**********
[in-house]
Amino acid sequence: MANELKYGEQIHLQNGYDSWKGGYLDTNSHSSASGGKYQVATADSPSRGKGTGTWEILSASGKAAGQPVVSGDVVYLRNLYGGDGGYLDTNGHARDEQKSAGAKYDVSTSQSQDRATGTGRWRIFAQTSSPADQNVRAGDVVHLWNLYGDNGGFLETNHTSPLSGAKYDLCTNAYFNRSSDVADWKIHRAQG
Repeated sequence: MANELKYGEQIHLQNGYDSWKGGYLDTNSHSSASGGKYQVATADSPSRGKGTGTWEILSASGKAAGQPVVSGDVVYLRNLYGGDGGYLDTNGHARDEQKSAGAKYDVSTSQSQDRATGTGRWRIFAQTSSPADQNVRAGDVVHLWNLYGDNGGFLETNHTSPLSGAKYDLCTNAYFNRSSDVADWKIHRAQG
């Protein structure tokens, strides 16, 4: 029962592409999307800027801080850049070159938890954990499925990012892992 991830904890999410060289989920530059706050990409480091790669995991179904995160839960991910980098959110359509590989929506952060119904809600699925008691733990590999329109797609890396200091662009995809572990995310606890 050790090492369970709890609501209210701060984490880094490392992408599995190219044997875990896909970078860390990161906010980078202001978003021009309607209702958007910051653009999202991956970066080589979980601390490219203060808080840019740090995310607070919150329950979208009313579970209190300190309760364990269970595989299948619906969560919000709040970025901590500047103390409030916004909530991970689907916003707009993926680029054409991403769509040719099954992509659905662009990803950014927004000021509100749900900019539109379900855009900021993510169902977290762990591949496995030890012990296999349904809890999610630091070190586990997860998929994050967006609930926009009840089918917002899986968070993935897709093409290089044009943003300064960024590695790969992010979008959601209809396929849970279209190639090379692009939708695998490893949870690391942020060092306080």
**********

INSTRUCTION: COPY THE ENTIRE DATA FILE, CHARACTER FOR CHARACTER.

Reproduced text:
[in-house]
Amino acid sequence: MANELKYGEQIHLQNGYDSWKGGYLDTNSHSSASGGKYQVATADSPSRGKGTGTWEILSASGKAAGQPVVSGDVVYLRNLYGGDGGYLDTNGHARDEQKSAGAKYDVSTSQSQDRATGTGRWRIFAQTSSPADQNVRAGDVVHLWNLYGDNGGFLETNHTSPLSGAKYDLCTNAYFNRSSDVADWKIHRAQG
Repeated sequence: MANELKYGEQIHLQNGYDSWKGGYLDTNSHSSASGGKYQVATADSPSRGKGTGTWEILSASGKAAGQPVVSGDVVYLRNLYGGDGGYLDTNGHARDEQKSAGAKYDVSTSQSQDRATGTGRWRIFAQTSSPADQNVRAGDVVHLWNLYGDNGGFLETNHTSPLSGAKYDLCTNAYFNRSSDVADWKIHRAQG
């Protein structure tokens, strides 16, 4: 029962592409999307800027801080850049070159938890954990499925990012892992 991830904890999410060289989920530059706050990409480091790669995991179904995160839960991910980098959110359509590989929506952060119904809600699925008691733990590999329109797609890396200091662009995809572990995310606890 050790090492369970709890609501209210701060984490880094490392992408599995190219044997875990896909970078860390990161906010980078202001978003021009309607209702958007910051653009999202991956970066080589979980601390490219203060808080840019740090995310607070919150329950979208009313579970209190300190309760364990269970595989299948619906969560919000709040970025901590500047103390409030916004909530991970689907916003707009993926680029054409991403769509040719099954992509659905662009990803950014927004000021509100749900900019539109379900855009900021993510169902977290762990591949496995030890012990296999349904809890999610630091070190586990997860998929994050967006609930926009009840089918917002899986968070993935897709093409290089044009943003300064960024590695790969992010979008959601209809396929849970279209190639090379692009939708695998490893949870690391942020060092306080």